Charter subscribers might lose CBS affiliate WGCL-TV May 1

Charter subscribers in metro Atlanta might not be able to see CBS shows like the "Big Bang Theory" if the CBS affiliate WGCL-TV can't come an agreement with Charter by the end of the month. CREDIT: CBS

Charter subscribers in metro Atlanta might not be able to see CBS shows like the “Big Bang Theory” if the CBS affiliate WGCL-TV can’t come an agreement with Charter by the end of the month. CREDIT: CBS

By RODNEY HO/ rho@ajc.com, originally filed Thursday, April 28, 2016

Charter Cable subscribers might lose access to the Atlanta CBS affiliate WGCL-TV May 1 if the two sides can’t come to a new agreement.

This means the disappearance of “NCIS,” “Survivor,” “60 Minutes” and “The Big Bang Theory,” among others. And that means no Jennifer Valdez, Paul Ossmann, Fred Kalil or Karyn Greer for local news buffs who get Charter.

Charter has about 150,000 subscribers primarily in north Georgia, said WGCL General Manager Mark Pimental.

WGCL will still be available over-the-air and from all other cable and satellite companies serving Atlanta, including Comcast, DirecTV, Dish Network or AT&T U-verse.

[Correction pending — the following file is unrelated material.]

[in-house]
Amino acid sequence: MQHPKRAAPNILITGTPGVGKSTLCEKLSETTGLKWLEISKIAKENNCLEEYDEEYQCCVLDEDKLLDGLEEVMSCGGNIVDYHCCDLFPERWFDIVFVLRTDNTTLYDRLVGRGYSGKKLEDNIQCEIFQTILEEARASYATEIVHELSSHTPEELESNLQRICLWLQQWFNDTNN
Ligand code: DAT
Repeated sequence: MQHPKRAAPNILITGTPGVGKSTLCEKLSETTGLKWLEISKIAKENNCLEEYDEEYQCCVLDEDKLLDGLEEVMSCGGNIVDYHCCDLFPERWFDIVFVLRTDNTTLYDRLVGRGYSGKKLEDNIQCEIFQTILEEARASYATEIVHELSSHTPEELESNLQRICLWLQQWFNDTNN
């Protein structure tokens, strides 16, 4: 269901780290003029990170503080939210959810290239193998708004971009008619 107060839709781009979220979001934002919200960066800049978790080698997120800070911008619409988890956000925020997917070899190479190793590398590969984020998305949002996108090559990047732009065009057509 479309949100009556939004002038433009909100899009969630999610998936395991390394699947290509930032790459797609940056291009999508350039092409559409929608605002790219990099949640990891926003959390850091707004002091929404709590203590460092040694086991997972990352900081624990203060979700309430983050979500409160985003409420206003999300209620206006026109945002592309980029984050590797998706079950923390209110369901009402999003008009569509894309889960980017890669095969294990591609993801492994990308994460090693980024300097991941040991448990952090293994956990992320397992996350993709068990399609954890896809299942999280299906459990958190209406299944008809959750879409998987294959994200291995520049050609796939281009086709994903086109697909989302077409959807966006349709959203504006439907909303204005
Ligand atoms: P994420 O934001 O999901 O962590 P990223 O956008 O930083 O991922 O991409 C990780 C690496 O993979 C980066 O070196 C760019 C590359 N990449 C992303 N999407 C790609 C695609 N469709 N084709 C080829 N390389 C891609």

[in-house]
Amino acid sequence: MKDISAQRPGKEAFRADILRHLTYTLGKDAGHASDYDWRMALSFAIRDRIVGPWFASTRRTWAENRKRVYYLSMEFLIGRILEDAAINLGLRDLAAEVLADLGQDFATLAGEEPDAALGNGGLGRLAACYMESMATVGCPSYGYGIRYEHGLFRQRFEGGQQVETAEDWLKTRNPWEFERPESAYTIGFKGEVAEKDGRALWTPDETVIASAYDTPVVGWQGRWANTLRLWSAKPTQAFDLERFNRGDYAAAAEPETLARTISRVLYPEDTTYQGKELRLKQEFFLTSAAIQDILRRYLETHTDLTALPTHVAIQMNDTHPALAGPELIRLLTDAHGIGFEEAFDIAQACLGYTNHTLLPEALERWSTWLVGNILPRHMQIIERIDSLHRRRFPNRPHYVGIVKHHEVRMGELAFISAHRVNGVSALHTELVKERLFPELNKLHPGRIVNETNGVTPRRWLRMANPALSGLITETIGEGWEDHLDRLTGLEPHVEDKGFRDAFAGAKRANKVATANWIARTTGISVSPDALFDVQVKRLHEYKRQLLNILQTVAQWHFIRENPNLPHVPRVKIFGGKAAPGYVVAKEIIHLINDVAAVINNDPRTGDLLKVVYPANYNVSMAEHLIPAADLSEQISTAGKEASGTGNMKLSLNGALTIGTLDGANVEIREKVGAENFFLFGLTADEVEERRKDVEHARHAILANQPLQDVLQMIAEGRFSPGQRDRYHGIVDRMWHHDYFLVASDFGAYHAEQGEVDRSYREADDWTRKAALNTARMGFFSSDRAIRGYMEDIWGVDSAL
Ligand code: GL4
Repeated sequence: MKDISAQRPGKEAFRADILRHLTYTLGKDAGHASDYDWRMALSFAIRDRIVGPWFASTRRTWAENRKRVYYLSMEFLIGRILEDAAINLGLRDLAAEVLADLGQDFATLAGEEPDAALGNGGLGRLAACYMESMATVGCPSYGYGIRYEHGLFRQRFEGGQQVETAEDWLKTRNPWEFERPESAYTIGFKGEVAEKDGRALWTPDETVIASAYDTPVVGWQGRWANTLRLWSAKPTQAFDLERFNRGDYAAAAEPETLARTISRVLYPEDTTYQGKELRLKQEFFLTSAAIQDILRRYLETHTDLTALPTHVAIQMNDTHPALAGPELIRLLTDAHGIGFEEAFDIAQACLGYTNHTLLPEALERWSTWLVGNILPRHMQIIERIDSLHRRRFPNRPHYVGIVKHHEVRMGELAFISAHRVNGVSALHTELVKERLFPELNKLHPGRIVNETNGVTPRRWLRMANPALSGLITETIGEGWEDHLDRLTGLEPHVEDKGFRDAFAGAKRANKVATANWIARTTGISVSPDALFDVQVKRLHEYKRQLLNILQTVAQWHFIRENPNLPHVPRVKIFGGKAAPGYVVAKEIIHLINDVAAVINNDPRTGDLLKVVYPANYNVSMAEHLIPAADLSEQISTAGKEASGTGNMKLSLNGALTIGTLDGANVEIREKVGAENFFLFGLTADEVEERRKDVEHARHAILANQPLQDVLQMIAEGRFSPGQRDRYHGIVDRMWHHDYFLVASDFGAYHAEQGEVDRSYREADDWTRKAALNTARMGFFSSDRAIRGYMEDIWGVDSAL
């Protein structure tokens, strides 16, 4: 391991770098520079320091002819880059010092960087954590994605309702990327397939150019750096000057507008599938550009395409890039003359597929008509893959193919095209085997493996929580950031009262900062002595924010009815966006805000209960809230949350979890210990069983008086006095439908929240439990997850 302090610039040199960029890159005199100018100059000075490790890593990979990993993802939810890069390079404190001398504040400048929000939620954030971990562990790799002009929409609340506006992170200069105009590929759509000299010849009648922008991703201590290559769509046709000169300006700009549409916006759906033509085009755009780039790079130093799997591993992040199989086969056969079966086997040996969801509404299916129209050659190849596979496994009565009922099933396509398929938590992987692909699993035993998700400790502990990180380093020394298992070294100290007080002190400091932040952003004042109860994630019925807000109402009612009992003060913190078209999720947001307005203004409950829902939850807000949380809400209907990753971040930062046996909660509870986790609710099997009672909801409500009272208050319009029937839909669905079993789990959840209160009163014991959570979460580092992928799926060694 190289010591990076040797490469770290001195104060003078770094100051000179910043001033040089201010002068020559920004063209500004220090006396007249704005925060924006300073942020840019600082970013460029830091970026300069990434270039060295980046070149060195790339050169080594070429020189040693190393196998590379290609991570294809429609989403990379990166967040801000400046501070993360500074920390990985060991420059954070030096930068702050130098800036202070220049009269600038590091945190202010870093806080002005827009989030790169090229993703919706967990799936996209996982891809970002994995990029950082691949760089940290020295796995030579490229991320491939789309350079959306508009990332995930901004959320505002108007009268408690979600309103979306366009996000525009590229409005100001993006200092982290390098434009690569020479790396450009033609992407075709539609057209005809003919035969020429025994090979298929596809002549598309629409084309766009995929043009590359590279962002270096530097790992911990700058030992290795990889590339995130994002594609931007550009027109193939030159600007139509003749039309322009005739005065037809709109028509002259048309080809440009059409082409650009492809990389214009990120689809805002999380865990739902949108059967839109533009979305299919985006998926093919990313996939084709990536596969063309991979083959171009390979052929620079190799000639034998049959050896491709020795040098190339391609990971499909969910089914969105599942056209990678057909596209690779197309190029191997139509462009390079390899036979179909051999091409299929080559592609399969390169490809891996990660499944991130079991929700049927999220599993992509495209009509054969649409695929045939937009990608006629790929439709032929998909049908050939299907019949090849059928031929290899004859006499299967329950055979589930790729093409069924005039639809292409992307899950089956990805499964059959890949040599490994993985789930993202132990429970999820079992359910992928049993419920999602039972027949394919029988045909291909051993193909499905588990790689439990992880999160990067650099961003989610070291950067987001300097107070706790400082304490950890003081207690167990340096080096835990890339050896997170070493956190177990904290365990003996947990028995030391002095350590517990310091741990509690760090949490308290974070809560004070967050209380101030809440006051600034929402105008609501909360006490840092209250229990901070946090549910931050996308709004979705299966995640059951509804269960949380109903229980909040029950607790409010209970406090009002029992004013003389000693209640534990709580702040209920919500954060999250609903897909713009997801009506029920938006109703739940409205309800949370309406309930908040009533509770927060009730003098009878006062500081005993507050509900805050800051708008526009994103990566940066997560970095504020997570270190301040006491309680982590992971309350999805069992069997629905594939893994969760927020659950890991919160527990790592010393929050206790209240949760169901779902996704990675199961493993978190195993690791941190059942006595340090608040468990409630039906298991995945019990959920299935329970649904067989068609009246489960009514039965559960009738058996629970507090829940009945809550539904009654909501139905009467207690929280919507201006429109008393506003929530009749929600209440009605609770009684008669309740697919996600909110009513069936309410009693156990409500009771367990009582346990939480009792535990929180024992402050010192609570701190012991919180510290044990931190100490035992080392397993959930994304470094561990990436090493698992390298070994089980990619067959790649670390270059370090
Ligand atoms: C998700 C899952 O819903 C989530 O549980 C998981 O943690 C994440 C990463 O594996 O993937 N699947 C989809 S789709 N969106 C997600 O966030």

WGCL said in a press release that it has been trying for months to get Charter to negotiate in good faith

“Even the biggest cable companies shouldn’t be able to ignore their customers,” Pimental said. “Charter should focus on keeping WGCL in its lineup while it works on its mergers.”

Pimental said, if you are a Charter customer, you can help #BringCharterCableToTheTable by calling Charter at 1-877-906-9121.

He said to me today that WGCl owners Meredith Corp. continues to negotiate and they still hope to come up with a deal that won’t cause a blackout for Charter customers.

A Charter spokesman did not respond to a voicemail or email request for comment.

Cable and satellite companies pay fees to air TV networks, usually at pennies per month per customer. The loss of customers who have cut the cord or chosen not to sign up at all for these services has started impacting the bottom line for both sides.

 

 

 

 

 

 

 

 


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